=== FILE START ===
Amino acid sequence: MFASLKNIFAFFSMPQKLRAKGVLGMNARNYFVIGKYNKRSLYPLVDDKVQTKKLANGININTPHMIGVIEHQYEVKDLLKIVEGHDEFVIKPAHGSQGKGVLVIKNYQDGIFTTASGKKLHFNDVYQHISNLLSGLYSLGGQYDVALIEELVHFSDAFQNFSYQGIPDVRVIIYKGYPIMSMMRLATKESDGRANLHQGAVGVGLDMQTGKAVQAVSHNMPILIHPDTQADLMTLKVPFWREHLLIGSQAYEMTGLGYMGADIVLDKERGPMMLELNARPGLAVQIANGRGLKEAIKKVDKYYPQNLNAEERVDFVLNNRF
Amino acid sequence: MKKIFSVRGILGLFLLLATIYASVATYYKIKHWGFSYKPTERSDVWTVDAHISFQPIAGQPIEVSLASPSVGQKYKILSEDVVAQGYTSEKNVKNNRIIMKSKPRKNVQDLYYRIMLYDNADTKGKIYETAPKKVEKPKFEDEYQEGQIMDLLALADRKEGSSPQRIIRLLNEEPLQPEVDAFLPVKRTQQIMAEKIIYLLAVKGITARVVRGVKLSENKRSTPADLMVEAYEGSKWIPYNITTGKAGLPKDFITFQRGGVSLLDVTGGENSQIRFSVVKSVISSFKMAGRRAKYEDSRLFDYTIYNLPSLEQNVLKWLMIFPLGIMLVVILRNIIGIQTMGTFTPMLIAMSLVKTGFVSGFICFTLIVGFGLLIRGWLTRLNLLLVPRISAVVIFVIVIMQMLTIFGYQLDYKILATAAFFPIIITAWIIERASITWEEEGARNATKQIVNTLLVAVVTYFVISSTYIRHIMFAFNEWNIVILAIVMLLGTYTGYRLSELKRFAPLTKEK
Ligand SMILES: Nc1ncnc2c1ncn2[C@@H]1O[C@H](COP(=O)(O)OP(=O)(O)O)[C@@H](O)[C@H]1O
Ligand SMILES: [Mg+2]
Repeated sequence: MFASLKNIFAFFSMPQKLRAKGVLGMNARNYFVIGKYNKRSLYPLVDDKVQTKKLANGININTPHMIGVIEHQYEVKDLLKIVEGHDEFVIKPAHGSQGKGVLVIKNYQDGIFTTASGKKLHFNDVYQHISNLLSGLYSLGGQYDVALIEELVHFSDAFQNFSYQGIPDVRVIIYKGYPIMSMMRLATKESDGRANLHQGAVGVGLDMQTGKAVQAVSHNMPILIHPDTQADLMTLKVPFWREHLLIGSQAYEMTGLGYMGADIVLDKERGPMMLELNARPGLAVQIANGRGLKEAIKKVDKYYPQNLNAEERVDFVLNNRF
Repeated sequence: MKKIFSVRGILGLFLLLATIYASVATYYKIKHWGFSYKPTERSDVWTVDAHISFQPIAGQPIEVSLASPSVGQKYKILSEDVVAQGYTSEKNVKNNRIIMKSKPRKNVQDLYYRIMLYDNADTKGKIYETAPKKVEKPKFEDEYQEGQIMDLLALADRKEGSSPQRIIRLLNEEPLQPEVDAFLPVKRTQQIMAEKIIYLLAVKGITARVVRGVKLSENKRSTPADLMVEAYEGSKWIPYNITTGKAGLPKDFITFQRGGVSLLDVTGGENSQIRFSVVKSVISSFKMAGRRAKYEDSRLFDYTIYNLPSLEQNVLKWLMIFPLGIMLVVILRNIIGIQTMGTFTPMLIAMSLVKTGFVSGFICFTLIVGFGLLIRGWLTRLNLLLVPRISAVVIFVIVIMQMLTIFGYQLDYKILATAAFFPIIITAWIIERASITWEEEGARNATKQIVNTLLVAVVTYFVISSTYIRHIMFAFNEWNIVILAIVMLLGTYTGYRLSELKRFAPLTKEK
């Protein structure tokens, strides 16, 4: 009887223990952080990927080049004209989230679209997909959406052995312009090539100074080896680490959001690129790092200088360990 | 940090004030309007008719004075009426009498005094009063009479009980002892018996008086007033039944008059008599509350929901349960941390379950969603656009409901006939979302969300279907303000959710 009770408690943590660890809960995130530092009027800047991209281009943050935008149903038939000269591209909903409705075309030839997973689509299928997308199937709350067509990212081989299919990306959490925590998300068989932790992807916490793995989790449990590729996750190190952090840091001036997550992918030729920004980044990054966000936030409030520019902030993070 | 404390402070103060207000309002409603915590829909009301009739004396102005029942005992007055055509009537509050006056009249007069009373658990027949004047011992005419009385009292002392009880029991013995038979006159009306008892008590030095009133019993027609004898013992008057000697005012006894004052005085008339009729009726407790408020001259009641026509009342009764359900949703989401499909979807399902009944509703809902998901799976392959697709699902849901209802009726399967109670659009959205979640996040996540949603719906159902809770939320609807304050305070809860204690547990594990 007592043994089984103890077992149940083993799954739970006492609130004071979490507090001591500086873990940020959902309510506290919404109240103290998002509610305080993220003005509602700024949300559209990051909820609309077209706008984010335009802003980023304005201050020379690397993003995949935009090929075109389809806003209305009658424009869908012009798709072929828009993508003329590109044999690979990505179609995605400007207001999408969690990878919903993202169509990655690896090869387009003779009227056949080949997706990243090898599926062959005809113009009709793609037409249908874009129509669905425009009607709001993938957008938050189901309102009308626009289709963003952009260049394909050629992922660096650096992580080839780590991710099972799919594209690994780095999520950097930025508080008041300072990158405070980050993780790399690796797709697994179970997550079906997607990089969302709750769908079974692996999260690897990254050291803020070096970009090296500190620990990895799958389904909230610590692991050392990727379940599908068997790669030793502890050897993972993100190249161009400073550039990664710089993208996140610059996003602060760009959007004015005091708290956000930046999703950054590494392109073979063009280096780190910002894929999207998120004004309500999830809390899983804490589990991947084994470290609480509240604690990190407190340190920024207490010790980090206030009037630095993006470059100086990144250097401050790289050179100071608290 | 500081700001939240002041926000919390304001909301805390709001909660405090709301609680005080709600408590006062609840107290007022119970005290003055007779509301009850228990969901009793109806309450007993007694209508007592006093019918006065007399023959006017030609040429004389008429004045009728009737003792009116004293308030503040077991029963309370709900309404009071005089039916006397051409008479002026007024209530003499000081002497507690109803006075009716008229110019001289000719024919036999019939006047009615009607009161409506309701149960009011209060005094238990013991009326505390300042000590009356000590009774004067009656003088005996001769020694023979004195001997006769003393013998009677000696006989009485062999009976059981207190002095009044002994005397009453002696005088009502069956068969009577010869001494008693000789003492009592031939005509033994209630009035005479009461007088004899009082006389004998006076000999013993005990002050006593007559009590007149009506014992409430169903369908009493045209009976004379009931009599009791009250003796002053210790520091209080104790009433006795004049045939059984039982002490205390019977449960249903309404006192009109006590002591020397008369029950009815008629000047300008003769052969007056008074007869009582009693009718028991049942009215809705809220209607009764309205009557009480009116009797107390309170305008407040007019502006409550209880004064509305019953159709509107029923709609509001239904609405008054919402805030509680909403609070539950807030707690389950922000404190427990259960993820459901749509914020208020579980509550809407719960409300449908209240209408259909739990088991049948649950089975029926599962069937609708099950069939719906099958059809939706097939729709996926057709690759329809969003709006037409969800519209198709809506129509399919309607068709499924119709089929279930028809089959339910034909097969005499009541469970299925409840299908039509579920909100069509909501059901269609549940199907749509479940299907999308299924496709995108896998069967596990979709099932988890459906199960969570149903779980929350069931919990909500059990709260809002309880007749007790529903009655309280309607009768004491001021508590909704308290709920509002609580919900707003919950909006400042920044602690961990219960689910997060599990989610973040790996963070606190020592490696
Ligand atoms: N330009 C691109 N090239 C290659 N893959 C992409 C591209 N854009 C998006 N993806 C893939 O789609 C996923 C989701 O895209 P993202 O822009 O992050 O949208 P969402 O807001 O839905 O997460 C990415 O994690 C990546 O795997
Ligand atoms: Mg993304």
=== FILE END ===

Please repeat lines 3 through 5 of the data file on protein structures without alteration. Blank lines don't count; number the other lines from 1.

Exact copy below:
Ligand SMILES: Nc1ncnc2c1ncn2[C@@H]1O[C@H](COP(=O)(O)OP(=O)(O)O)[C@@H](O)[C@H]1O
Ligand SMILES: [Mg+2]
Repeated sequence: MFASLKNIFAFFSMPQKLRAKGVLGMNARNYFVIGKYNKRSLYPLVDDKVQTKKLANGININTPHMIGVIEHQYEVKDLLKIVEGHDEFVIKPAHGSQGKGVLVIKNYQDGIFTTASGKKLHFNDVYQHISNLLSGLYSLGGQYDVALIEELVHFSDAFQNFSYQGIPDVRVIIYKGYPIMSMMRLATKESDGRANLHQGAVGVGLDMQTGKAVQAVSHNMPILIHPDTQADLMTLKVPFWREHLLIGSQAYEMTGLGYMGADIVLDKERGPMMLELNARPGLAVQIANGRGLKEAIKKVDKYYPQNLNAEERVDFVLNNRF